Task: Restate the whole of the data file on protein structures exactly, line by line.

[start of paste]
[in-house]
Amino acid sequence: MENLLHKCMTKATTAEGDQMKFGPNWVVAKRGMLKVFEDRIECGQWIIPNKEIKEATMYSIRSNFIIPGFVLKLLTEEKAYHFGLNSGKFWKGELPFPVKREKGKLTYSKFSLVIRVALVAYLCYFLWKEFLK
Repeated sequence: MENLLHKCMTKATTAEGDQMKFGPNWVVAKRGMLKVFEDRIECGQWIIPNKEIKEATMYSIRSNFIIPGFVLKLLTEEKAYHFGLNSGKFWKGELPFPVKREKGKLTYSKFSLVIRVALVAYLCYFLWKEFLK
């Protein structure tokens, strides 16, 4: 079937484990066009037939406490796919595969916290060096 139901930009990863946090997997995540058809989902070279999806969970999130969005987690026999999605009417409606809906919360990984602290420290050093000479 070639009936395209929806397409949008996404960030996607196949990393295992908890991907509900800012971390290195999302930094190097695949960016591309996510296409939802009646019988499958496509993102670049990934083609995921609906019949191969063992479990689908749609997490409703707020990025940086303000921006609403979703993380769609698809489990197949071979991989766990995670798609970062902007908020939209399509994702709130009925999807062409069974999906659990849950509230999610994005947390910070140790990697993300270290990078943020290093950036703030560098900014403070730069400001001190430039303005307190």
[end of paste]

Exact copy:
[in-house]
Amino acid sequence: MENLLHKCMTKATTAEGDQMKFGPNWVVAKRGMLKVFEDRIECGQWIIPNKEIKEATMYSIRSNFIIPGFVLKLLTEEKAYHFGLNSGKFWKGELPFPVKREKGKLTYSKFSLVIRVALVAYLCYFLWKEFLK
Repeated sequence: MENLLHKCMTKATTAEGDQMKFGPNWVVAKRGMLKVFEDRIECGQWIIPNKEIKEATMYSIRSNFIIPGFVLKLLTEEKAYHFGLNSGKFWKGELPFPVKREKGKLTYSKFSLVIRVALVAYLCYFLWKEFLK
């Protein structure tokens, strides 16, 4: 079937484990066009037939406490796919595969916290060096 139901930009990863946090997997995540058809989902070279999806969970999130969005987690026999999605009417409606809906919360990984602290420290050093000479 070639009936395209929806397409949008996404960030996607196949990393295992908890991907509900800012971390290195999302930094190097695949960016591309996510296409939802009646019988499958496509993102670049990934083609995921609906019949191969063992479990689908749609997490409703707020990025940086303000921006609403979703993380769609698809489990197949071979991989766990995670798609970062902007908020939209399509994702709130009925999807062409069974999906659990849950509230999610994005947390910070140790990697993300270290990078943020290093950036703030560098900014403070730069400001001190430039303005307190």